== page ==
The Centers for Disease Control and Prevention defines aging in place as the “ability to live in one’s own home and community safely, independently, and comfortably, regardless of age, income, or ability level”. Though it is implied that community type (urban, rural, etc.) similarly should not impact one’s ability to age in place, public health findings indicate that this is not our nation’s reality.

The term “rural” might initially conjure images of grassy fields, rolling hills, or quiet deserts. Actually, governmental definitions for rurality include measures of population density and urbanization. Consequently, a region’s rural designation is often based on the people who live there rather than what an area looks like. However, the collective number of Americans living in rural is substantial, and according to recent reports, older adults make up a significant portion – over 10 million in total. Based on this number, the U.S. Census Bureau estimates that more than 1 in 5 older Americans live in rural communities.

The size of this proportion alone is notable, but the risks and barriers to health that exist in many rural communities warrant additional attention from the public health sector given the risk factors associated with rural living. These include social isolation, distance from healthcare centers, and infrastructure barriers that can result in disparities in healthy aging outcomes. Examples of these rural disparities include the higher prevalence of chronic diseases (including heart disease and diabetes) along with lower rates of physical activity, educational attainment, healthcare access, and social connections.

The September AFPHS training calls attention to the distinct challenges faced by rural older adults during aging as well as the barriers encountered by public health interventions attempting to reduce them. Dr. Aaron Guest, is the primary author of TFAH’s new issue brief, Ensuring Age-Friendly Public Health in Rural Communities: Challenges, Opportunities, and Model Programs and an Assistant Professor of Aging at Arizona State University. In the training, Dr. Guest offers recommendations from the brief for promoting healthy aging in rural communities based on the Age-Friendly Public Health Systems 6Cs Framework. In addition, Danielle Nelson with the Office of Rural and Targeted Programs at the Federal Transit Administration highlights several transportation programs and opportunities for rural communities.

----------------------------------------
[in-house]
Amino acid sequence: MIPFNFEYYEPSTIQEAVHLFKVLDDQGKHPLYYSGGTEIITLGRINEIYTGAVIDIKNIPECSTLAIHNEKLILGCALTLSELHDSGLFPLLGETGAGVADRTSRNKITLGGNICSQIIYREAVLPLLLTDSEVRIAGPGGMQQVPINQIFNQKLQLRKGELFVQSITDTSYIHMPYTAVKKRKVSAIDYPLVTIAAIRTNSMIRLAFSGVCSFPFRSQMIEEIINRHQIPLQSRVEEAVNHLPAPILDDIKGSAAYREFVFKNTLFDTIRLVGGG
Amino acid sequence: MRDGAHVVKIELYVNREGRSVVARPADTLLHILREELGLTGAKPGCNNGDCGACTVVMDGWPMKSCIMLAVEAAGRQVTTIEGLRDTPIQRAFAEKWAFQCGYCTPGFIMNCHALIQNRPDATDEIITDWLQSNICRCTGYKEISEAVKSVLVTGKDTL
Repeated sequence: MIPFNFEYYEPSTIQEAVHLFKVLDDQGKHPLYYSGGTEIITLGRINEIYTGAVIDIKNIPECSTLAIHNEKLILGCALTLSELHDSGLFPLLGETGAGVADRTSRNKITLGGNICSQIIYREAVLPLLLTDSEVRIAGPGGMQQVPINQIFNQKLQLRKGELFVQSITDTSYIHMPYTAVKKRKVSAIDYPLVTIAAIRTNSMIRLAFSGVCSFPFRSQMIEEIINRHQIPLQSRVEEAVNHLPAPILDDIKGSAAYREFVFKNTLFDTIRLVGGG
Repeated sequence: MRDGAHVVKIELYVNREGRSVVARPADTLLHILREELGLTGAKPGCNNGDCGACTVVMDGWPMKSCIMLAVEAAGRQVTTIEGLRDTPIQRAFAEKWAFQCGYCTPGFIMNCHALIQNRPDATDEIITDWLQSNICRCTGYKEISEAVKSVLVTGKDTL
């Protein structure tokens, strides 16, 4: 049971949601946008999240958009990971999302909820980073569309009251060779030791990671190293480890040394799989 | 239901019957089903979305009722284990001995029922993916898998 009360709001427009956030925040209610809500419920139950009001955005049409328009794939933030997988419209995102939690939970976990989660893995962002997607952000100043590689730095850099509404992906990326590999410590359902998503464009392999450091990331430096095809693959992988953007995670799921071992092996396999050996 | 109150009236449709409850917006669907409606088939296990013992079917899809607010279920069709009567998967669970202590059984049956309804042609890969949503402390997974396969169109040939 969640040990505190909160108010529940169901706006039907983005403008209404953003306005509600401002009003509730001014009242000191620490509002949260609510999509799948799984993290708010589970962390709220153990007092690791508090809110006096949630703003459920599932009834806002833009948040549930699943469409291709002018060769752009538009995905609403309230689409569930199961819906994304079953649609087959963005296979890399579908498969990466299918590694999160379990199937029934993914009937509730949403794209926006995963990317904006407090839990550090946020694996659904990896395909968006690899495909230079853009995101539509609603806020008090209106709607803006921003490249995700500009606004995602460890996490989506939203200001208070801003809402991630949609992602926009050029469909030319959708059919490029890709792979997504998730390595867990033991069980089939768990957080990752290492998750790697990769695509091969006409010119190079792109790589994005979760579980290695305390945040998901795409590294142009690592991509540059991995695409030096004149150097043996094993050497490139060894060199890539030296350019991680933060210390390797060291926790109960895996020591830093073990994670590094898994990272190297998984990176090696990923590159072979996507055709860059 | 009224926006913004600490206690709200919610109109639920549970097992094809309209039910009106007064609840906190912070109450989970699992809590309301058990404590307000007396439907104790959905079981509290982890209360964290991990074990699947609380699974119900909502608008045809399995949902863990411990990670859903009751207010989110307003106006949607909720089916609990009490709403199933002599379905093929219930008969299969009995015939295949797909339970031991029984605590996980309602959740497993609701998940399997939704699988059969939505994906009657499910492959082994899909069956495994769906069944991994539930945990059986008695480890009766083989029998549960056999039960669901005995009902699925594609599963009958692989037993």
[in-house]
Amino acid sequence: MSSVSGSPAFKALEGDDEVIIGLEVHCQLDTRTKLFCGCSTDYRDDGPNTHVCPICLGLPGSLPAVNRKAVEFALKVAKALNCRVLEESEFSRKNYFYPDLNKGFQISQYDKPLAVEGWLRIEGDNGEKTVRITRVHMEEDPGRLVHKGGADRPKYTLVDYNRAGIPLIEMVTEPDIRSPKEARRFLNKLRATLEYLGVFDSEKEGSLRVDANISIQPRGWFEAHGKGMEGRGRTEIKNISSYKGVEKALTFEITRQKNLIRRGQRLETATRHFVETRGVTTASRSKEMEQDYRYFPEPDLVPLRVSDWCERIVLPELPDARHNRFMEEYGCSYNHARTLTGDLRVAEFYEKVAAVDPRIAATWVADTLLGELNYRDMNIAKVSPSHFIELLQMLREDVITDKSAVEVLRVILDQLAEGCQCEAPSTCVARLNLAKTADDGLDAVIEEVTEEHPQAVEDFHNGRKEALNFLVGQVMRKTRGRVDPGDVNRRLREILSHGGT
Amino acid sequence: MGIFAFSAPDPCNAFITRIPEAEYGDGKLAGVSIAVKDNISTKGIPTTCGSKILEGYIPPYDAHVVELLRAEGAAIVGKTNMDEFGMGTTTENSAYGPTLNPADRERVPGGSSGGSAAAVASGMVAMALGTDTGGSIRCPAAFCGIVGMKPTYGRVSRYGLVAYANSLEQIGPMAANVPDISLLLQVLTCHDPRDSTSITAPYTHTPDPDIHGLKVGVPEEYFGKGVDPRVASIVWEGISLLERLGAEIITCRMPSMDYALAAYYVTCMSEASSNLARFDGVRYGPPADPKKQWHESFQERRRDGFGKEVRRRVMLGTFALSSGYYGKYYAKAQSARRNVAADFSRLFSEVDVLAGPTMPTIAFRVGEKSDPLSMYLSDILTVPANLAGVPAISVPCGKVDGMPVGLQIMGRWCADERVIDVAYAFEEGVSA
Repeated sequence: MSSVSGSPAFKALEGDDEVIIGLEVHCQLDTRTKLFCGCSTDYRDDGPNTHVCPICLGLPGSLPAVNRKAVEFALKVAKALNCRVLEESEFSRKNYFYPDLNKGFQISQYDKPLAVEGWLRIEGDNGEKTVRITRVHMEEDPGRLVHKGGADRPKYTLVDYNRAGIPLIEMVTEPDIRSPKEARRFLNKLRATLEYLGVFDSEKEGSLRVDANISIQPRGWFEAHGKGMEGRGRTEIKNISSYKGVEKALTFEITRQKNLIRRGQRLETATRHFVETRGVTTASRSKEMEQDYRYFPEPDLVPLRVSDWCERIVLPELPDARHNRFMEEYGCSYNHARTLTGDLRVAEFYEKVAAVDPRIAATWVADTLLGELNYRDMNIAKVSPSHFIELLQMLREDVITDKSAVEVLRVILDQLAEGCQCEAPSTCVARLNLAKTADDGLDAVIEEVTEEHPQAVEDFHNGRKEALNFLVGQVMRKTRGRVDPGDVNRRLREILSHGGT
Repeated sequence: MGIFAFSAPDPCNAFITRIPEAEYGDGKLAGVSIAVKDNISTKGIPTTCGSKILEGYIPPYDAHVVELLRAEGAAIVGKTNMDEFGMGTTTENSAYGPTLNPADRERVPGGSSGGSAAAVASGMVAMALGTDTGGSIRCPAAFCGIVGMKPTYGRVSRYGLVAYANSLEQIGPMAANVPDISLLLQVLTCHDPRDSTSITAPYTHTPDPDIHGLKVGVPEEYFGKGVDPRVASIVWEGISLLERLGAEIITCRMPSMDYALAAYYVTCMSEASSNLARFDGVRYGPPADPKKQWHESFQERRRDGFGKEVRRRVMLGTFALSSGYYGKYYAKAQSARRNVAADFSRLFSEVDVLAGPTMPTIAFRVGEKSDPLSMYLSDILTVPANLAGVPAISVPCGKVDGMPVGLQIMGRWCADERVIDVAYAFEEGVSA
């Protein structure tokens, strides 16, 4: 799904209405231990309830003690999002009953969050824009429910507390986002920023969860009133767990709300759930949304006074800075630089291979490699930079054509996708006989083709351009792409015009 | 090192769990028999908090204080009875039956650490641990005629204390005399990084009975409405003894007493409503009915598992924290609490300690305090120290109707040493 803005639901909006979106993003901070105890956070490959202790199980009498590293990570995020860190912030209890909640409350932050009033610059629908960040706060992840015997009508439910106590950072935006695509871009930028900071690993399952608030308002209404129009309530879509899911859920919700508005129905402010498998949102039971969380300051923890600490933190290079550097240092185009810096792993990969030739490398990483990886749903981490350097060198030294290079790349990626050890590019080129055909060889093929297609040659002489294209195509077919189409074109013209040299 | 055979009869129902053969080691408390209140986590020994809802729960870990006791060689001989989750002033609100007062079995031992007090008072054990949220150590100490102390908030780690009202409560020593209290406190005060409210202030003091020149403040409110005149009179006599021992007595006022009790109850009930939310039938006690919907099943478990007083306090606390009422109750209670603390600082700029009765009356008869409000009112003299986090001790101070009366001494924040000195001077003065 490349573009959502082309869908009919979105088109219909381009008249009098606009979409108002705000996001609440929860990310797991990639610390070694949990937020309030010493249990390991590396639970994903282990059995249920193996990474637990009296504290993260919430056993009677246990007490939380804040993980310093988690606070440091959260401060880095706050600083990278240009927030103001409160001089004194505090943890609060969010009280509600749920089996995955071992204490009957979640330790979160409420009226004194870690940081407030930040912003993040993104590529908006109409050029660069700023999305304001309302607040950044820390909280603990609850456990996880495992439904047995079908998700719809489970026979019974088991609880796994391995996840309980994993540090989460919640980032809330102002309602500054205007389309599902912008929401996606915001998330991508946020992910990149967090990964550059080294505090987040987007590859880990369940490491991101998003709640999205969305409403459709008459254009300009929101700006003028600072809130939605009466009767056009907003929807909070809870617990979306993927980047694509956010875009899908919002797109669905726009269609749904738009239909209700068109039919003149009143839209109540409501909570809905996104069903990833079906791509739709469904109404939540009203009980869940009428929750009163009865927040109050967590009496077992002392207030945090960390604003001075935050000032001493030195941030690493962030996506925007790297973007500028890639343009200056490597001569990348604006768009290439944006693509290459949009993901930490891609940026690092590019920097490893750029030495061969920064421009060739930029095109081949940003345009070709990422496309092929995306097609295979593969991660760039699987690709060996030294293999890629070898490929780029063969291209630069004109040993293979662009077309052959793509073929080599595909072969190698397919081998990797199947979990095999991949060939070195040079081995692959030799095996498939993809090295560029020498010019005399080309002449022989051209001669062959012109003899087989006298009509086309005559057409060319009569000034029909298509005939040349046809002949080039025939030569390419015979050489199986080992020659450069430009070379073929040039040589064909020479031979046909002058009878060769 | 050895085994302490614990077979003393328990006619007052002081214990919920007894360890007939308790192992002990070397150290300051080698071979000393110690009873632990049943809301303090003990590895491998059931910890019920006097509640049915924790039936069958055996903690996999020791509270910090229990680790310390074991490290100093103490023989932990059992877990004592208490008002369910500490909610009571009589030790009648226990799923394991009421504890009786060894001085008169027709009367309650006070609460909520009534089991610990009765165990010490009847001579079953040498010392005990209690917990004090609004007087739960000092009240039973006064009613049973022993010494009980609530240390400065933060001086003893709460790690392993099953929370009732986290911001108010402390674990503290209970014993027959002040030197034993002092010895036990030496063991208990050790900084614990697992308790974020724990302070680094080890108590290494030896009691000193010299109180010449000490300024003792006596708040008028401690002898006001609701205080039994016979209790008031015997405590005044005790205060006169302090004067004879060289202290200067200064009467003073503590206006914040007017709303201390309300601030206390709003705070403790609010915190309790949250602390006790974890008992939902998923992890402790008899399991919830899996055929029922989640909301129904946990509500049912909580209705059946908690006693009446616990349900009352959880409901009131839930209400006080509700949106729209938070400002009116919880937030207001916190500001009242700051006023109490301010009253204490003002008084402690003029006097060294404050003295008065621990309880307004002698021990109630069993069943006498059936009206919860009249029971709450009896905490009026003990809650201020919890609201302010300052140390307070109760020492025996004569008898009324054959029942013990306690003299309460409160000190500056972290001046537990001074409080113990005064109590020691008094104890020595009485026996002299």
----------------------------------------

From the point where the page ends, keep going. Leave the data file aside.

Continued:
Here is a glimpse into the issue brief’s recommended strategies:

  • Creating and leading new initiatives and opportunities for engaging stakeholders and community organizations in rural environments.
  • Connecting and convening state rural health associations, state offices of rural health, and state public health associations.
  • Coordinating with service-delivery partners within the local community, county, and adjacent regions to bridge service delivery silos.
  • Collecting age and place of residence information among state health data so urban and rural data can be distinguished and needs and disparities identified.
  • Communicating about available programs and services using language and communication channels that best fit the needs of each rural community.
  • Complementing existing community health worker programs and expanding their capacity and role in supporting rural community health.


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